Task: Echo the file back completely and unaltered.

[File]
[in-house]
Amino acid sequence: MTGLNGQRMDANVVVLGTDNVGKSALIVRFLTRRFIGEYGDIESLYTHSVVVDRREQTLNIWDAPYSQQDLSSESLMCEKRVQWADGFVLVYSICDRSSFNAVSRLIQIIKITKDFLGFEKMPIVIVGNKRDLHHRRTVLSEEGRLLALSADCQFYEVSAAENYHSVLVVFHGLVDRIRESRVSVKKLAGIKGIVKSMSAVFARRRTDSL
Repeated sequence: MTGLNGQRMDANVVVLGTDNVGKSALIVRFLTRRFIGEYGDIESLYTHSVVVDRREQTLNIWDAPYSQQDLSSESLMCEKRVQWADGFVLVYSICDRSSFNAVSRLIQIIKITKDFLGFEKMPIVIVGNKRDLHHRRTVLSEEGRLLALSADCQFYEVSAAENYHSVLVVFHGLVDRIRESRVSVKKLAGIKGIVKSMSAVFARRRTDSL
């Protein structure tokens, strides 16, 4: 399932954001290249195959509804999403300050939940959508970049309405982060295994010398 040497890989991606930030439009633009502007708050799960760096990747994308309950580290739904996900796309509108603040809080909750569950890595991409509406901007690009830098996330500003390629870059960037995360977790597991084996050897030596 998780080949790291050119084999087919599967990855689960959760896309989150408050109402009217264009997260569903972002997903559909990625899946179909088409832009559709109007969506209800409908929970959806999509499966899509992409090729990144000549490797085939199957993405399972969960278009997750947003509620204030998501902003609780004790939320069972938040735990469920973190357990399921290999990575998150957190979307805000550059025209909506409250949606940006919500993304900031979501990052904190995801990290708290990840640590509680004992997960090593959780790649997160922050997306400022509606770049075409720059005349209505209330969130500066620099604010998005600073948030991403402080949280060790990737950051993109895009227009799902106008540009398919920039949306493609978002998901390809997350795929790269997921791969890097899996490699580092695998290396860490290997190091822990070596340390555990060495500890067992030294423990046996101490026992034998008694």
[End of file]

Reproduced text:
[in-house]
Amino acid sequence: MTGLNGQRMDANVVVLGTDNVGKSALIVRFLTRRFIGEYGDIESLYTHSVVVDRREQTLNIWDAPYSQQDLSSESLMCEKRVQWADGFVLVYSICDRSSFNAVSRLIQIIKITKDFLGFEKMPIVIVGNKRDLHHRRTVLSEEGRLLALSADCQFYEVSAAENYHSVLVVFHGLVDRIRESRVSVKKLAGIKGIVKSMSAVFARRRTDSL
Repeated sequence: MTGLNGQRMDANVVVLGTDNVGKSALIVRFLTRRFIGEYGDIESLYTHSVVVDRREQTLNIWDAPYSQQDLSSESLMCEKRVQWADGFVLVYSICDRSSFNAVSRLIQIIKITKDFLGFEKMPIVIVGNKRDLHHRRTVLSEEGRLLALSADCQFYEVSAAENYHSVLVVFHGLVDRIRESRVSVKKLAGIKGIVKSMSAVFARRRTDSL
């Protein structure tokens, strides 16, 4: 399932954001290249195959509804999403300050939940959508970049309405982060295994010398 040497890989991606930030439009633009502007708050799960760096990747994308309950580290739904996900796309509108603040809080909750569950890595991409509406901007690009830098996330500003390629870059960037995360977790597991084996050897030596 998780080949790291050119084999087919599967990855689960959760896309989150408050109402009217264009997260569903972002997903559909990625899946179909088409832009559709109007969506209800409908929970959806999509499966899509992409090729990144000549490797085939199957993405399972969960278009997750947003509620204030998501902003609780004790939320069972938040735990469920973190357990399921290999990575998150957190979307805000550059025209909506409250949606940006919500993304900031979501990052904190995801990290708290990840640590509680004992997960090593959780790649997160922050997306400022509606770049075409720059005349209505209330969130500066620099604010998005600073948030991403402080949280060790990737950051993109895009227009799902106008540009398919920039949306493609978002998901390809997350795929790269997921791969890097899996490699580092695998290396860490290997190091822990070596340390555990060495500890067992030294423990046996101490026992034998008694």